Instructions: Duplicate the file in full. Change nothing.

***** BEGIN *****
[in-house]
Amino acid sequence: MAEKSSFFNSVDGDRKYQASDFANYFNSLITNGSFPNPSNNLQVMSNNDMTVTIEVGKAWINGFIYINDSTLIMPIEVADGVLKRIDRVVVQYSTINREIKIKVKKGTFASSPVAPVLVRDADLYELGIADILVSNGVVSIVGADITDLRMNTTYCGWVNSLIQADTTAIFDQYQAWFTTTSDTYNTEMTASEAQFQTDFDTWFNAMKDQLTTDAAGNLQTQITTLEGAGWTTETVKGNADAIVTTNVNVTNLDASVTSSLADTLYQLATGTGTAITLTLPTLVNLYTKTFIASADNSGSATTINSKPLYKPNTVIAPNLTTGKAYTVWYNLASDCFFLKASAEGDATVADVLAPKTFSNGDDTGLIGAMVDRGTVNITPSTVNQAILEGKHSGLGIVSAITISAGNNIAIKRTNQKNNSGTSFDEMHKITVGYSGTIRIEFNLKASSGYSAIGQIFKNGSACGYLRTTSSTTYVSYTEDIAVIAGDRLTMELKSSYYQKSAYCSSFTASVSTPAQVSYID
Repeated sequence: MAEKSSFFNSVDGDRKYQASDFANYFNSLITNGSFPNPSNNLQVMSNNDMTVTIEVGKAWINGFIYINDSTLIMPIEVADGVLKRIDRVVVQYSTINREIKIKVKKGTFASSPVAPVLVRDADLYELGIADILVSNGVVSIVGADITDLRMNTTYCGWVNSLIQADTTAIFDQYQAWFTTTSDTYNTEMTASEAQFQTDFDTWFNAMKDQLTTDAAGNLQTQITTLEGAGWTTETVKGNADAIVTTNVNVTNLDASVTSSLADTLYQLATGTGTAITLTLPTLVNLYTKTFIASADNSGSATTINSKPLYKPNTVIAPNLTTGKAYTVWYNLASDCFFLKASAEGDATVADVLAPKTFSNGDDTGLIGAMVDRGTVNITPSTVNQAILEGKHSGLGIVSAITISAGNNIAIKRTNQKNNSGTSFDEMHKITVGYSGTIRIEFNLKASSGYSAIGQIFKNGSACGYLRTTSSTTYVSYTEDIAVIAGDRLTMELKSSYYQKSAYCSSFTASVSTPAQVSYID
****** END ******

[in-house]
Amino acid sequence: MAEKSSFFNSVDGDRKYQASDFANYFNSLITNGSFPNPSNNLQVMSNNDMTVTIEVGKAWINGFIYINDSTLIMPIEVADGVLKRIDRVVVQYSTINREIKIKVKKGTFASSPVAPVLVRDADLYELGIADILVSNGVVSIVGADITDLRMNTTYCGWVNSLIQADTTAIFDQYQAWFTTTSDTYNTEMTASEAQFQTDFDTWFNAMKDQLTTDAAGNLQTQITTLEGAGWTTETVKGNADAIVTTNVNVTNLDASVTSSLADTLYQLATGTGTAITLTLPTLVNLYTKTFIASADNSGSATTINSKPLYKPNTVIAPNLTTGKAYTVWYNLASDCFFLKASAEGDATVADVLAPKTFSNGDDTGLIGAMVDRGTVNITPSTVNQAILEGKHSGLGIVSAITISAGNNIAIKRTNQKNNSGTSFDEMHKITVGYSGTIRIEFNLKASSGYSAIGQIFKNGSACGYLRTTSSTTYVSYTEDIAVIAGDRLTMELKSSYYQKSAYCSSFTASVSTPAQVSYID
Repeated sequence: MAEKSSFFNSVDGDRKYQASDFANYFNSLITNGSFPNPSNNLQVMSNNDMTVTIEVGKAWINGFIYINDSTLIMPIEVADGVLKRIDRVVVQYSTINREIKIKVKKGTFASSPVAPVLVRDADLYELGIADILVSNGVVSIVGADITDLRMNTTYCGWVNSLIQADTTAIFDQYQAWFTTTSDTYNTEMTASEAQFQTDFDTWFNAMKDQLTTDAAGNLQTQITTLEGAGWTTETVKGNADAIVTTNVNVTNLDASVTSSLADTLYQLATGTGTAITLTLPTLVNLYTKTFIASADNSGSATTINSKPLYKPNTVIAPNLTTGKAYTVWYNLASDCFFLKASAEGDATVADVLAPKTFSNGDDTGLIGAMVDRGTVNITPSTVNQAILEGKHSGLGIVSAITISAGNNIAIKRTNQKNNSGTSFDEMHKITVGYSGTIRIEFNLKASSGYSAIGQIFKNGSACGYLRTTSSTTYVSYTEDIAVIAGDRLTMELKSSYYQKSAYCSSFTASVSTPAQVSYID